The no wave moment (it wasn't a movement) of 1978-79 is perhaps the fulcrum of this change, if only symbolically. Building upon the attitude and social milieu of punk rock it was also a musical reaction to the norms of rock and roll that punk propagated. For their rather nihilistic performances the no wave bands borrowed the trappings of other avant-garde movements, including the ecstatic energy combined with dissonance of free jazz and the indeterminacy of post-Cagean composition. Eventually, several of the musicians involved in no wave would become major figures in the genre hopping that characterized downtown music of the 'eighties. Some leaned more toward improvisation while others worked in hybrid rock settings. Glenn Branca and Rhys Chatham brought the sonic assault of downtown rock into the world of downtown new music composition. By the early 'eighties there was so much overlap among genres, so many projects that didn't clearly fit into one of the previously functional definitions, and so many musicians who comfortably negotiated disparate types of projects, that to categorize a musician as rock, jazz, improv, or classical often requires a coin toss. Among the musicians who could fit comfortably in two or more of those categories are Branca, John Zorn, Elliott Sharp, Fred Frith, and the musicians and composers associated with Robert Ashley and the Lovely Music record label. While I've retained the three high-level categories of new music, jazz (along with other related improvisational forms), and rock, in a sense "downtown music," by the 1980s, had become a genre unto itself, with many permutations.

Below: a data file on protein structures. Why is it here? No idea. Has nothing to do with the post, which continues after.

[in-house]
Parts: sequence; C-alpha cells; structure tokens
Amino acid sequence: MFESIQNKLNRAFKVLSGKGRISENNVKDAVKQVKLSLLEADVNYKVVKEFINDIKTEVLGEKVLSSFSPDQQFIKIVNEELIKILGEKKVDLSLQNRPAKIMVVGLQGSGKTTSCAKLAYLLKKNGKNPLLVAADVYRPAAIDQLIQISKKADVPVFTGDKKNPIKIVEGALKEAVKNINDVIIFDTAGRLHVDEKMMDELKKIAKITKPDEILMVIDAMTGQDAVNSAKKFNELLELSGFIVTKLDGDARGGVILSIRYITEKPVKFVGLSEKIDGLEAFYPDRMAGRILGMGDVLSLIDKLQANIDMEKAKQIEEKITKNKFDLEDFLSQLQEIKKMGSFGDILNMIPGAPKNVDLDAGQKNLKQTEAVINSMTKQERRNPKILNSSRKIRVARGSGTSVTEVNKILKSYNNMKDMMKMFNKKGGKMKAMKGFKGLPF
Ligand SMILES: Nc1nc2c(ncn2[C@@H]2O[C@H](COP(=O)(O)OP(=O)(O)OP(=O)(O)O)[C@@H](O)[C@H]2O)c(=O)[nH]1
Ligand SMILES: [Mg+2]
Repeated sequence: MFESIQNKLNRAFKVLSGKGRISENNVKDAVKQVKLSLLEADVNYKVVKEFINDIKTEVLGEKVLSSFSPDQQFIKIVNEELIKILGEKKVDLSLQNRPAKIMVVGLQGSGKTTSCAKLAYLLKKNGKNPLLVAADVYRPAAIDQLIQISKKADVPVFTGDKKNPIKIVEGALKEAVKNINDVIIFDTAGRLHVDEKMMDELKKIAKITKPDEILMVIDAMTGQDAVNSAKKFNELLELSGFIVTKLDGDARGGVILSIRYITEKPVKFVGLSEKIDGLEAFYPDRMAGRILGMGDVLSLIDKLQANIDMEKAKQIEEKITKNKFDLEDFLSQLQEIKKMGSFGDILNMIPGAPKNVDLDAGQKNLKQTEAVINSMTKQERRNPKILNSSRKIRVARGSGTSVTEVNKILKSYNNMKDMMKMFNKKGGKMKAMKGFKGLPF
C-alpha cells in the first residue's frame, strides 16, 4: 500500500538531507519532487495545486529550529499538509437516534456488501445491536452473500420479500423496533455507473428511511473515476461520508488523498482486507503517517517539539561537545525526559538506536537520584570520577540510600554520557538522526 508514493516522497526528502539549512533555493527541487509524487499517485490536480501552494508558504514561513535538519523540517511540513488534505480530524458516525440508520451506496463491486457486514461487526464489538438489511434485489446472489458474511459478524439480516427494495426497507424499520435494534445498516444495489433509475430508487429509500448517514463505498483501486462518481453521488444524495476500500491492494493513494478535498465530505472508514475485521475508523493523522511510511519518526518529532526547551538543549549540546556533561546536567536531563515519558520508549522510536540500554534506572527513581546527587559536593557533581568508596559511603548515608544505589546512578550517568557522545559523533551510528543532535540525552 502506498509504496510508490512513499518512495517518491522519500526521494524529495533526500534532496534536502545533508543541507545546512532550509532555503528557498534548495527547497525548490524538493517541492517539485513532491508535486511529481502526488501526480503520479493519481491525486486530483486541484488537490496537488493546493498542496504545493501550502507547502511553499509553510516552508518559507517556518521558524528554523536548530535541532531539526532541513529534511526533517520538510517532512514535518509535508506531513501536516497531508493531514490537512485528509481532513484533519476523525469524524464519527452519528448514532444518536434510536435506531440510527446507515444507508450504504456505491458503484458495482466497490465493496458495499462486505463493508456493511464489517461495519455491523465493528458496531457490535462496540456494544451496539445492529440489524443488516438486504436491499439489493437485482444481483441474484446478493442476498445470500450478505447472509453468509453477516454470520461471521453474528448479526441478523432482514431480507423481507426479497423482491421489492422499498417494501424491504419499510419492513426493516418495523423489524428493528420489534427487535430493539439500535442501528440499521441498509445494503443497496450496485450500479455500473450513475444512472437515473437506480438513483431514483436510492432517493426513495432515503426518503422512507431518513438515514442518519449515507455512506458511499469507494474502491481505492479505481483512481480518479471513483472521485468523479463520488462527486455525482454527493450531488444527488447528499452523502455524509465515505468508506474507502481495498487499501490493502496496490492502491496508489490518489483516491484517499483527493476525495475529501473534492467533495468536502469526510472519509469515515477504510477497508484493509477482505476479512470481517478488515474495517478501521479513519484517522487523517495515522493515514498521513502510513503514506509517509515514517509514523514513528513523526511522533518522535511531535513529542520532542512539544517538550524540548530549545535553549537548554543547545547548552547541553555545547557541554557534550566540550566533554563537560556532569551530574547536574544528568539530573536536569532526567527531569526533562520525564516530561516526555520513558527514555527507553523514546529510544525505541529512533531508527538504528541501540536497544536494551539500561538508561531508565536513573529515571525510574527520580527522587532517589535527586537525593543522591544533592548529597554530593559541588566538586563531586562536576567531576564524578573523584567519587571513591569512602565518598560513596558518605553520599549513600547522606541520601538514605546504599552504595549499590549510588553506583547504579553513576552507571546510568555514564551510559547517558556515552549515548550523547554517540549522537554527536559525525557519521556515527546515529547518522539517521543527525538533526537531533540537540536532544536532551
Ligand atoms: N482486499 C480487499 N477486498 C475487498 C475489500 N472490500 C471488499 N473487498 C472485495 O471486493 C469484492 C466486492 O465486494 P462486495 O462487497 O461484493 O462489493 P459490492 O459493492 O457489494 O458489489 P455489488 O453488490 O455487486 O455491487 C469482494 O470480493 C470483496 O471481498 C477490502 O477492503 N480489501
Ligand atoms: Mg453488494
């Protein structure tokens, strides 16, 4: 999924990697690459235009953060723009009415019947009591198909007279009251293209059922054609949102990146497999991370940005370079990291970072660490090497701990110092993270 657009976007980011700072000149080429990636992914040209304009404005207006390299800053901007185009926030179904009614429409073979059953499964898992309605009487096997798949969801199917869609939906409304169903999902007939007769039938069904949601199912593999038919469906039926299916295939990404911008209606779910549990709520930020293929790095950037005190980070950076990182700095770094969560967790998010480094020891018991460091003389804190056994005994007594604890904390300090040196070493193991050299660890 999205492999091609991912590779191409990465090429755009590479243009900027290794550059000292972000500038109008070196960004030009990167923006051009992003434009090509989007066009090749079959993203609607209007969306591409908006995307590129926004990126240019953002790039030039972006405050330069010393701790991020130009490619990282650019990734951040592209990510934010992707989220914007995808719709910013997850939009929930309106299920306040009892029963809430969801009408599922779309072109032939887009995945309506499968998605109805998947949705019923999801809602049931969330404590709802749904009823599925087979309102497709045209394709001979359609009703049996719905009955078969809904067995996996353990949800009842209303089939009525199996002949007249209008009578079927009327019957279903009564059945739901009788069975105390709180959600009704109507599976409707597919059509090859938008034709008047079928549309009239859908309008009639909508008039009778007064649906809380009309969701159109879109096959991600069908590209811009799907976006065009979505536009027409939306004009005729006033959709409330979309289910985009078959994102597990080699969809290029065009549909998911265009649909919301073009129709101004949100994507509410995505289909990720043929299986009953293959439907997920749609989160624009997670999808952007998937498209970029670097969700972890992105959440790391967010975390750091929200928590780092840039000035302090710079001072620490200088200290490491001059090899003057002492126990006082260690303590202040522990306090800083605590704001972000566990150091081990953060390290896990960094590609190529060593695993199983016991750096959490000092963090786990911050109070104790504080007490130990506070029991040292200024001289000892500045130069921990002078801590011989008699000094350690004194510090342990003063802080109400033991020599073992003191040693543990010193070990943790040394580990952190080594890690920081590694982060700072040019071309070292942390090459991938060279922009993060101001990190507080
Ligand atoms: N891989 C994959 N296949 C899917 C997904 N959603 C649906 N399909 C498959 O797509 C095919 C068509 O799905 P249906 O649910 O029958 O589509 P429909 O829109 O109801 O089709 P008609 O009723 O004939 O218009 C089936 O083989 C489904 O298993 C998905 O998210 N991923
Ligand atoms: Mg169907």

Fales Library & Downtown Music

This guide was prepared for Fales Library at NYU and is intended to serve as a collection development tool for curators at the library as well as a general overview of downtown music for researchers. Fales Library is a major repository for both archives and published materials relating to the arts in downtown Manhattan, with an emphasis on the decades of the 1970s and 1980s. The collection is particularly strong in the areas of downtown writing and performance. The most important music-related collection at Fales is the Richard Hell papers. Other collections with significant music-related materials are The Downtown Flyers and Invitations Collection, The April Palmieri Papers, and the Judson Memorial Church Archive.

Table of Contents | Downtown Music I: New Music Downtown, 1971-87 >>